The most infamous promotion in American sports history went down at Chicago’s Comiskey Park in July 12, 1979 where fans took advantage of 98 cent tickets to more than triple that year’s average attendance. After two radio DJs riled up the crowd with chants of “Disco Sucks” they blew up a box of disco records. The crowd went nuts, destroying seats and urinals, ripping up the field and lighting bonfires in the outfield. After a seeming eternity the police showed up on horseback and cleared the scene.
The Night Disco Died
The Chipotle principals reflect on the creation of the burrito shop, its apprenticeship under McDonald’s, and its explosive growth since striking out on its own.
Chipotle: The Definitive Oral History
Politico Magazine provides a heart-pounding recount of President Bush’s early reaction to 9/11, Air Force One’s dramatic journey, and the ultimate recognition of a new reality.
‘We’re the Only Plane in the Sky’
Huffington Post provides a 15th anniversary look back at Election and Reese Witherspoon’s iconic portrayal of the electrically manic Tracy Flick.
Pick Flick: An Oral History Of ‘Election,’ 15 Years Later
The Scorpions aren’t known for their nuanced appraisal of sociopolitical realities, but their iconic power ballad “Winds of Change” (1991) and the accompanying heavily politicized video are beautiful odes to a naive hope for a better world ahead.
Scorpions’ ‘Wind of Change’: The Oral History of 1990’s Epic Power Ballad
Trump campaign correspondents tell their war stories regarding covering the most hostile and anti-media presidential campaign in modern American history.
Covering Trump: An oral history of an unforgettable campaign
The Daily Beast provides a humorous tongue-in-cheek look at the ubiquitous dumpster fire analogy in coverage of the 2016 Trump presidential campaign.
An Oral History of ‘Dumpster Fire’
Howard Dean was a charismatic 2004 Democratic presidential candidate on the upswing when he unleashed an unholy howl ahead of the Iowa presidential caucus. The rest is political and internet history.
The Dean Scream: An Oral History
BlackBerrys were one of the most ubiquitous of the early smartphones, its most devoted business users fatiguingly deriding them as “crackberries.” It’s Canadian founders experienced the heady days of the early Internet boom, but RIM’s story is ultimately one of what could have been.
The Rise and Fall of BlackBerry: An Oral History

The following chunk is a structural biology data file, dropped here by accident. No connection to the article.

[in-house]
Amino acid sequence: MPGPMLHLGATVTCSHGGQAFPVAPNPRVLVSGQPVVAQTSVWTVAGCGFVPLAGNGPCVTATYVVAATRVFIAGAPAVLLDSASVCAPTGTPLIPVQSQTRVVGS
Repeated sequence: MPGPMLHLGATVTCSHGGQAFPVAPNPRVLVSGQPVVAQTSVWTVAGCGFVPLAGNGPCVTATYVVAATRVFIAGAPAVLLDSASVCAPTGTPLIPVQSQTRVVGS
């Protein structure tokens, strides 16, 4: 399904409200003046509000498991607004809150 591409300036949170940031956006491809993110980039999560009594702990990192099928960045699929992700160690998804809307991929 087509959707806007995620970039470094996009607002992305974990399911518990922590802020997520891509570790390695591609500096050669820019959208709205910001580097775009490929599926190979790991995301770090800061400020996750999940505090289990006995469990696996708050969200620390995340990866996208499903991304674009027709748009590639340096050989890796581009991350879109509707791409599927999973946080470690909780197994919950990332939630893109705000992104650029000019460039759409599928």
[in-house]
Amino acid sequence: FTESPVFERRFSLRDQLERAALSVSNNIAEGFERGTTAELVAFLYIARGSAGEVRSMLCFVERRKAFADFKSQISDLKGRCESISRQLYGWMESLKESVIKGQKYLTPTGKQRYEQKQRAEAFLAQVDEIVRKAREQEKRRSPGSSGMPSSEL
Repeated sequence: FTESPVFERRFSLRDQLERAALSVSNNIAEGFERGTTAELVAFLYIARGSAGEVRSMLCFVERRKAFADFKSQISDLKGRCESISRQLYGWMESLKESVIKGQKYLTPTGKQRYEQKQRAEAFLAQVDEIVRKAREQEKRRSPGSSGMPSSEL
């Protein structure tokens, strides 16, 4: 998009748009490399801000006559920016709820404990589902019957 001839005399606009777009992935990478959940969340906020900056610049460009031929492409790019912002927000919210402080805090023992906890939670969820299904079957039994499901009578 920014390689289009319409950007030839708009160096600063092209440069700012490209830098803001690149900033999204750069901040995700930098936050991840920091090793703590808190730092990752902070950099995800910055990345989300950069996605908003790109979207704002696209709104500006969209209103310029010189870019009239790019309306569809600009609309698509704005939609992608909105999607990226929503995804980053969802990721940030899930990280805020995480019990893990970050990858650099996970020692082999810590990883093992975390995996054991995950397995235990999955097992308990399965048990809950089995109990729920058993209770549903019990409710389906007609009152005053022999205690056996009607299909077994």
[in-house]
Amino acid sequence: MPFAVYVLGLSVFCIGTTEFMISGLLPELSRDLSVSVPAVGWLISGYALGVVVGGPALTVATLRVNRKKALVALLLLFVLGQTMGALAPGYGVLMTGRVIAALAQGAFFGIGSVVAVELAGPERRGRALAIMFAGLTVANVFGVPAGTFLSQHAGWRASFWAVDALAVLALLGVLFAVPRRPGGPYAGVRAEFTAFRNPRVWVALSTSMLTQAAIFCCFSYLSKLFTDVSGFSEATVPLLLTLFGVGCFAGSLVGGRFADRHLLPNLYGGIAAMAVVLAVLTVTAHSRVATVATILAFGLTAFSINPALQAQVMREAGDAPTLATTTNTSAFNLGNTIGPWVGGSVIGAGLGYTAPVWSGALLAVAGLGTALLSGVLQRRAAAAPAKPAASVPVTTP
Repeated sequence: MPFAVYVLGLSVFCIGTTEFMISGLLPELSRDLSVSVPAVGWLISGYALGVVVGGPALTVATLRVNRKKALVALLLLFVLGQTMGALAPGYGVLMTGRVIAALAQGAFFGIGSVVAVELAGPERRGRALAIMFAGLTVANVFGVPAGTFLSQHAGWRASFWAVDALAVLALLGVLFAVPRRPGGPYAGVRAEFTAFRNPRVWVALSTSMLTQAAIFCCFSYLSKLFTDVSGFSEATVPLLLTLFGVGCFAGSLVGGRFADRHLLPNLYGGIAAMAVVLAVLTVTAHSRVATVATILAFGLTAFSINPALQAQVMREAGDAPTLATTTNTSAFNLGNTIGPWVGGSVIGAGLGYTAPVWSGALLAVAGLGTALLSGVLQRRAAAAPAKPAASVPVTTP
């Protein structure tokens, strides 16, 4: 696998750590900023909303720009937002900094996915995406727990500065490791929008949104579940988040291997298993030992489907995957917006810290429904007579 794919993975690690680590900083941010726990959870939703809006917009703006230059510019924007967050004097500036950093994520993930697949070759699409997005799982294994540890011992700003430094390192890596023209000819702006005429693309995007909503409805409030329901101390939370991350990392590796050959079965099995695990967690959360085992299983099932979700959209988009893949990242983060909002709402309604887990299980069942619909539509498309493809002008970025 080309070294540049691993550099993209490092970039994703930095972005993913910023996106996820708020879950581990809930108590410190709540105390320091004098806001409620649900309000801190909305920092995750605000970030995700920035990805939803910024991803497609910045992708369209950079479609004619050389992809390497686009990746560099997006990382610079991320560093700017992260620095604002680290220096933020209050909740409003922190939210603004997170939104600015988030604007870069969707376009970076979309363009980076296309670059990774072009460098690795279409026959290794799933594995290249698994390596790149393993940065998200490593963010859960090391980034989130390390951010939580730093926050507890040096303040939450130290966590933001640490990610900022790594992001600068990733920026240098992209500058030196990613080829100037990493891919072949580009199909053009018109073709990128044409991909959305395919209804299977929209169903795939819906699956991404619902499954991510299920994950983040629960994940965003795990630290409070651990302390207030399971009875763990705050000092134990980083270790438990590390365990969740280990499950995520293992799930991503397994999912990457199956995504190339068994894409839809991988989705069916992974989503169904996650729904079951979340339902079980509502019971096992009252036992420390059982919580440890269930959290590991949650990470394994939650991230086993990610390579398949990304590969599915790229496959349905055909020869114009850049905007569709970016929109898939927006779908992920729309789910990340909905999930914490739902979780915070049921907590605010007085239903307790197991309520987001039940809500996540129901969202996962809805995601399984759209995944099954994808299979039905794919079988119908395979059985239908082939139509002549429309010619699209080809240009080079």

Jurassic Park was a excellent idea executed excellently. The CGI stands up 20+ years later like few of its contemporaries. Entertainment Weekly revisited the film for its 20th anniversary and has some wonderful anecdotes, including how the crew was scared of the malfunctioning T-Rex puppet.
Jurassic Park: An oral history
Uproxx goes deep on the odd, and oddly loved, “Potato Chip” sketch from a 2009 show staring Blake Lively, Will Forte, and Jason Sudeikis.
‘Potato Chip’: The Behind-The-Scenes Story Of The Weirdest ‘SNL’ Sketch Ever
The 1986 Challenger explosion was uniquely awful because it carried schoolteacher Christa McAuliffe and was broadcast live into hundreds of American schools. The repercussions would be felt for years.
An Oral History of the Space Shuttle Challenger Disaster
Early hip-hop often referenced hot brands as a sign of cred, but when hip-hop oddly embraced the preppy stylings of Tommy Hilfiger the gig was soon up.
Top Gear: The Oral History of Hip-Hop’s Love Affair With Tommy Hilfiger
The baseball blog “Fire Joe Morgan” is still remembered fondly by readers who like witty eviscerations of sports cliches and their human embodiments.
We Didn’t Know What The F— We Were Doing: Fire Joe Morgan on Fire Joe Morgan
The Les Grossman part in Tropic Thunder (2008) was added late because the screenwriting team thought they needed another villain besides a 12-year-old Asian drug kingpin. Tom Cruise was originally targeted for the lead ultimately played by Ben Stiller, but agreed to play Grossman and he played the part to the max: an iconically demonic portrayal of a Hollywood studio boss with many incredible one-liners–most of which are completely unrepeatable in decent company.
The Making of Les Grossman: An Oral History
L.A.’s Laurel Canyon housed superstars like Joni Mitchell, the Eagles, CSNY, and Carole King during a particularly creative time in their lives and, of course, they lived it up in classic hippie fashion.
An Oral History of Laurel Canyon, the 60s and 70s Music Mecca
Pop-Up Video premiered in 1996 over the objections of music purists who thought annotated music videos were the harbinger of the apocalypse. The annotations were written in a distinct style that could either lampoon or laud the video or just provide facts loosely tied to the video content.
‘The Internet Before The Internet’: How ‘Pop-Up Video’ Changed The Way We Devour Pop Culture
The gritty details and behind-the-scenes gossip of the stunningly incompetent Bush II presidency.
Farewell to All That: An Oral History of the Bush White House